Back in 2011, a gender non-conformity controversy hit headlines when the most recent J Crew catalogue featured Jenna Lyons, the company’s president and creative director, pictured with her son, Beckett, and his hot pink nail polish. The caption of their photo (pictured left) read “Lucky for me I ended up with a boy whose favorite color is pink, Toenail painting is so much more fun in neon.” The catalogue ushered in a frenzy of both supportive and disgusted commentary. One article in the LA Times stated, “To some the photo depicts a sweet moment between a stylish mom and her equally stylish son.  To others, however, it reads as a questionable endorsement of parental support of transgendered or gender-neutral children,” (Netburn). Showing support and visibility of such a taboo topic of gender non-conforming boys, brought the questioning of gender definitions to the public dialogue. Fox News posted an interesting article and although it did not present support for the J Crew advertisement it did draw attention to our human influence on a child’s gender exploration: “Well, how about the fact that encouraging the choosing of gender identity, rather than suggesting our children become comfortable with the ones that they got at birth, can throw our species into real psychological turmoil…” contested author/psychiatrist, Keith Ablow (Ablow). Most of the arguments presented in response to the J Crew controversy were rooted in discrepancies between gender definitions. Many people are uncomfortable when children, especially young boys, toy with gender self-expression because it threatens the sturdy institution that those people have relied on to define themselves and their own children. But can that structure be rebuilt? Is it possible to accept a more “blurry” and abstract definition of gender that provides more leeway for fluidity, adaptation, and creativity?

When babies are brought into the world, they are greeted by false assertions of the innate sex differences between the brains of males and females. These misbeliefs fuel the inception of unequal and restrictive treatment of baby boys and girls that continue on through adolescence and ultimately influence the future behavior of the child. Lisa Eliot, author of Pink Brain, Blue Brain: How Small Differences Grow Into Troublesome Gap, provides counterarguments that describe how we presume that male and female infants are neurologically different, therefore we treat the babies differently because of these misled presumptions, which fundamentally encourage a gendered type of behavior in the child’s future. In one study, scientists clothed infants in gender-neutral apparel and misled adults about their assigned-at-birth sex. Adults who believed that they were observing “boys” (who were actually girls) detected more anger, distress, and aggression compared to the adults who watched “girls” (who were actually boys) and noted happier and socially engaging qualities (Begly). “Adults perceive baby boys and girls differently, seeing identical behavior through a gender-tinted lens,” explains Eliot (Qtd in Begley). Our predispositions about the existence of pink brains and blue brains, which rely on scientific data that is often outdated, insufficient, or disproven, are essentially what creates such rigid treatment and observations of gender, as well as the social stigma of children to stray from gender “norms”. We need to change the overall mentality and action about gender towards babies and children to be more inclusive and open in order to have a more positive impact on the rest of their lives.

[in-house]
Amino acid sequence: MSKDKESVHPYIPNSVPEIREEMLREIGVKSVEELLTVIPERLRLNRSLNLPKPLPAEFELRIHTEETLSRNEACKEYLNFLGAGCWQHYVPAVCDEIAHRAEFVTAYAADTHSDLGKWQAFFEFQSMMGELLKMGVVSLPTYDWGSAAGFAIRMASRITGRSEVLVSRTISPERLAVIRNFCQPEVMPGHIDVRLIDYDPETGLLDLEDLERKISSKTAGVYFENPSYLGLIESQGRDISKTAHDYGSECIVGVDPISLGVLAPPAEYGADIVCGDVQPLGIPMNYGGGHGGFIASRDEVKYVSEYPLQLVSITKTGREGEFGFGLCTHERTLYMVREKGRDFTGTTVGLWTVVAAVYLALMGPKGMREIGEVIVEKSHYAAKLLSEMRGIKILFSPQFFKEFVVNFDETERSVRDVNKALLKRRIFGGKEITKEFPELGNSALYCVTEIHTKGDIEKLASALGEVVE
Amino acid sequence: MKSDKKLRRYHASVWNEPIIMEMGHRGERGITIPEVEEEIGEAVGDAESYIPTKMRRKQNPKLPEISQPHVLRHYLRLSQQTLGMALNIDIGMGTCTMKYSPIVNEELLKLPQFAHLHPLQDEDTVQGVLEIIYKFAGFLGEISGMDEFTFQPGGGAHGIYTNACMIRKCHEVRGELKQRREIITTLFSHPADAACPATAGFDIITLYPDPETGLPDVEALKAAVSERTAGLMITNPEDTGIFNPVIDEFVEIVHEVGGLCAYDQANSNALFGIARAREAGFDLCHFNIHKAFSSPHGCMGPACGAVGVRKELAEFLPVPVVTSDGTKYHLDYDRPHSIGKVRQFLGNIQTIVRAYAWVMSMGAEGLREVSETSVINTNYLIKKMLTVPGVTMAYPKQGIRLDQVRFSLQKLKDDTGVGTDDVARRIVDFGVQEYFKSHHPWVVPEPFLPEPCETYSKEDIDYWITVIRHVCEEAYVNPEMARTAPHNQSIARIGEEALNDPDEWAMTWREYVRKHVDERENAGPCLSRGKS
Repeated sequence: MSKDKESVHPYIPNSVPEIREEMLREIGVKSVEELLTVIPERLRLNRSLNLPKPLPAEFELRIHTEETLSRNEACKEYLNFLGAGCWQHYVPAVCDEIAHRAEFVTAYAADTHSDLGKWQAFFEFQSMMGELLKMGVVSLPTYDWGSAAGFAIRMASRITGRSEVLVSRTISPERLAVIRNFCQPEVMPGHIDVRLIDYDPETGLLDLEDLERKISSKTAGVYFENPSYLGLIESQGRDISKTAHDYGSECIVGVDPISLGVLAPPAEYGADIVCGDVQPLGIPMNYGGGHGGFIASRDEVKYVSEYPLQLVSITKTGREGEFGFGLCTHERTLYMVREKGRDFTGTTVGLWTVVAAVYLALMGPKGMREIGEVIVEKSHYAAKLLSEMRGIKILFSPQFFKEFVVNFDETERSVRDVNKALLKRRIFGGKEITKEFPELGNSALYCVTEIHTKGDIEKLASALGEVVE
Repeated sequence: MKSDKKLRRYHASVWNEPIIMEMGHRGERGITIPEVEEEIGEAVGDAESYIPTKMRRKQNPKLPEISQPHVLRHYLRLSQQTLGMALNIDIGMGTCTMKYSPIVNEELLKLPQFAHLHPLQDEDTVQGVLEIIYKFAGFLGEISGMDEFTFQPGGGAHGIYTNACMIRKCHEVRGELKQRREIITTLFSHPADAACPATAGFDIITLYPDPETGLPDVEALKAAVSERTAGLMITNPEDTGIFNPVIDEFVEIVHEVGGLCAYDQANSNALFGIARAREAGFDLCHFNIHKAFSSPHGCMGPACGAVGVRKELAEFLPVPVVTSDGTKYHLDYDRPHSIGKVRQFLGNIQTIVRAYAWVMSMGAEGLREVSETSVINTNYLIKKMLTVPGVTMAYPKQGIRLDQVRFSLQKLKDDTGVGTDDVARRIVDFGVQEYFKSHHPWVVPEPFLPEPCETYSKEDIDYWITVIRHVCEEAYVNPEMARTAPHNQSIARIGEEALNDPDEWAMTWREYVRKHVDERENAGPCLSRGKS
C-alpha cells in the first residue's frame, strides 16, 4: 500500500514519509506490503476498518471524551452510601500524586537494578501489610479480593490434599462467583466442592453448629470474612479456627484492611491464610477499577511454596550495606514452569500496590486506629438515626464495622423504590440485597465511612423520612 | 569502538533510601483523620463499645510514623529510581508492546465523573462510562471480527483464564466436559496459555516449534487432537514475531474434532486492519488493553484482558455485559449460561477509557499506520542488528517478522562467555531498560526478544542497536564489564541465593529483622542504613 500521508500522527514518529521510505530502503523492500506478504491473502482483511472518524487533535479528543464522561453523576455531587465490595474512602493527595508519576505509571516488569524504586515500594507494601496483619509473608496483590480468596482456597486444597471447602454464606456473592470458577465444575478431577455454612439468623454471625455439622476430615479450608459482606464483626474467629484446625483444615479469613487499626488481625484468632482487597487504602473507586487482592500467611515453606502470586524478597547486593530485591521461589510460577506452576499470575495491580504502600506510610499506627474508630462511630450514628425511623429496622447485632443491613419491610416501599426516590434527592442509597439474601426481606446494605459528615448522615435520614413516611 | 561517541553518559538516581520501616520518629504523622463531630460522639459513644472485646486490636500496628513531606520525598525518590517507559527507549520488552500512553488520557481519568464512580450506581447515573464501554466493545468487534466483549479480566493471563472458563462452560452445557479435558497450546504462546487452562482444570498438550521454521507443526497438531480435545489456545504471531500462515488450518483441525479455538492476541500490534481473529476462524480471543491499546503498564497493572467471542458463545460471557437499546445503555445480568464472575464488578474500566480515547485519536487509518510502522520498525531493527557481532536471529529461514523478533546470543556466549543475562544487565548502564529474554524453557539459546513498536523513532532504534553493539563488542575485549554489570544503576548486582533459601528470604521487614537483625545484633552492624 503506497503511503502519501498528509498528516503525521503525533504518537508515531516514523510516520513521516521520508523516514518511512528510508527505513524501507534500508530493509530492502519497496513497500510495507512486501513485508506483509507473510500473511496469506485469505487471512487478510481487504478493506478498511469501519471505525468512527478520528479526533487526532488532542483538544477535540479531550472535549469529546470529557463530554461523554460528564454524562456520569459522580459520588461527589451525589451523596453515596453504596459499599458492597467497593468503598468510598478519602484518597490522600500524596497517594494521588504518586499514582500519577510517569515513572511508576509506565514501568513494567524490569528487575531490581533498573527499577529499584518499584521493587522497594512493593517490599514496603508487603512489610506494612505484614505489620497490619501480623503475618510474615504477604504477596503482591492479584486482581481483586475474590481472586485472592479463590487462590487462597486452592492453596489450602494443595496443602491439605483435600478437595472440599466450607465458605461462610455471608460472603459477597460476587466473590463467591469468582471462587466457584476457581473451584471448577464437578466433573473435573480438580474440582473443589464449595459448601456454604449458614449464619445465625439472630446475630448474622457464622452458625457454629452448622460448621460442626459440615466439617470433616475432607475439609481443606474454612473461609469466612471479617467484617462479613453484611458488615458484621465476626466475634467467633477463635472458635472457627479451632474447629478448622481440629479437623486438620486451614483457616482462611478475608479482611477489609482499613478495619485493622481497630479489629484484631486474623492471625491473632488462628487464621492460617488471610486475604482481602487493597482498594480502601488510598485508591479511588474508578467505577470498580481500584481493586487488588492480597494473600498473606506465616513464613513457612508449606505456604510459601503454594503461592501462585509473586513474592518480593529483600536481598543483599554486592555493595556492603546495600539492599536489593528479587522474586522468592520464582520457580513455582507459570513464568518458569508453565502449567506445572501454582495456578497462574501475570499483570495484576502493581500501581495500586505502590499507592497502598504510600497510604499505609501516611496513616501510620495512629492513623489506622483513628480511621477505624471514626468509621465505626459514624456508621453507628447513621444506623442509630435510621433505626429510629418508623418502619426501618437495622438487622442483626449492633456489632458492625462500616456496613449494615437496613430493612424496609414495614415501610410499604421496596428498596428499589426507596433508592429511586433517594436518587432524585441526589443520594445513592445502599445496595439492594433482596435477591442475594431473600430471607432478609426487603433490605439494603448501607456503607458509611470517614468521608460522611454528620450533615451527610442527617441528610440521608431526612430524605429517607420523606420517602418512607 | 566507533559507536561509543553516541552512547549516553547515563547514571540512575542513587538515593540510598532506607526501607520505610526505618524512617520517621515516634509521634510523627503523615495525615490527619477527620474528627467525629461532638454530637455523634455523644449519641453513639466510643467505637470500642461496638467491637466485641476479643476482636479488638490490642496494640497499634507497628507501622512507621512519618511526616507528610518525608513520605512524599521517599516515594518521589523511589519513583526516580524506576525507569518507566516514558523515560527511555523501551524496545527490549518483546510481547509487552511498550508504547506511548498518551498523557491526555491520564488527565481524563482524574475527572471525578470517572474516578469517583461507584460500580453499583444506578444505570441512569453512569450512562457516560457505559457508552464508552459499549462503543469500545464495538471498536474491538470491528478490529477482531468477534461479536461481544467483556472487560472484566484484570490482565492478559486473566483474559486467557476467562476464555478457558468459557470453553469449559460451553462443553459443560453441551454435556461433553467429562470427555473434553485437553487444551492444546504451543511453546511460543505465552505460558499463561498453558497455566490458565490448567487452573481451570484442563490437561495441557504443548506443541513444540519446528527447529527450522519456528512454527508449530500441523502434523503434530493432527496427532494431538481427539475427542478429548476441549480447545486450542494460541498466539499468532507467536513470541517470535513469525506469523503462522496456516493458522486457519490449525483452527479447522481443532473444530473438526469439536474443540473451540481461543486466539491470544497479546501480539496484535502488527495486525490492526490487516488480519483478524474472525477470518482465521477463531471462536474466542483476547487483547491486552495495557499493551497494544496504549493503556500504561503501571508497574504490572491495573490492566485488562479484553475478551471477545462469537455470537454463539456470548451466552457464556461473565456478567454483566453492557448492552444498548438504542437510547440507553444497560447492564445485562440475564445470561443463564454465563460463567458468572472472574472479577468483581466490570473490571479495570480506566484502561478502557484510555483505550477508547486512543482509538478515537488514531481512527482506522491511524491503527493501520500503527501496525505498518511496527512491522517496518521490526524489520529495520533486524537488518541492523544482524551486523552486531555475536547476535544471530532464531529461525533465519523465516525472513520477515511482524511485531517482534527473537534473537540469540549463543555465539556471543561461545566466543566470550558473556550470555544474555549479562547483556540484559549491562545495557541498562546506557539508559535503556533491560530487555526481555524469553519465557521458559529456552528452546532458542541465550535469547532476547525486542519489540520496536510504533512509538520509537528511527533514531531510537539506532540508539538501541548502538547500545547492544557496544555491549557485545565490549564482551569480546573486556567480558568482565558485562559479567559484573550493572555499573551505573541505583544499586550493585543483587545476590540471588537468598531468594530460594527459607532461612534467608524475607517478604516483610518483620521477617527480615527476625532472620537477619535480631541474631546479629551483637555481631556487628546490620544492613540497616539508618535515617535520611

Since gender has recently entered both the political and social agenda and is heading towards more acceptance and tolerance, now is the time to initiate change and revolutionize the institutional system that has long oppressed gender variance, non-conformity, creativity, and exploration. Many have entered a quest to create gender-neutral environments for both children and adults, but this is not enough. To create openness we should consider not try to ignore gender’s existence, but embrace its variety and exploratory nature. A “gender-neutral” preschool in Sweden, draws focus on providing both masculine and feminine opportunities for any student to try out. For example, the educational institution provides all the typical toys that you’d find at any nursery but presents them side-by-side in a manner than encourages all students to utilize any toy that sparks their fancy instead of segregating the toys based on gender and therefore influencing a social stigmatized difference between two categories (Hebblethwaite). Many parents have begun disguising the gender of their newborns by dressing them in both masculine and feminine clothing, with the goal of eliminating any gender-specific treatment towards their child. With the continued increase in visibility, education, and opportunity for bold children, empowered parents, and mindful citizens, we have the power to broaden the definitions of gender and eliminate the stigma against feminine boys and any other child that strays from our institutionalized interpretations.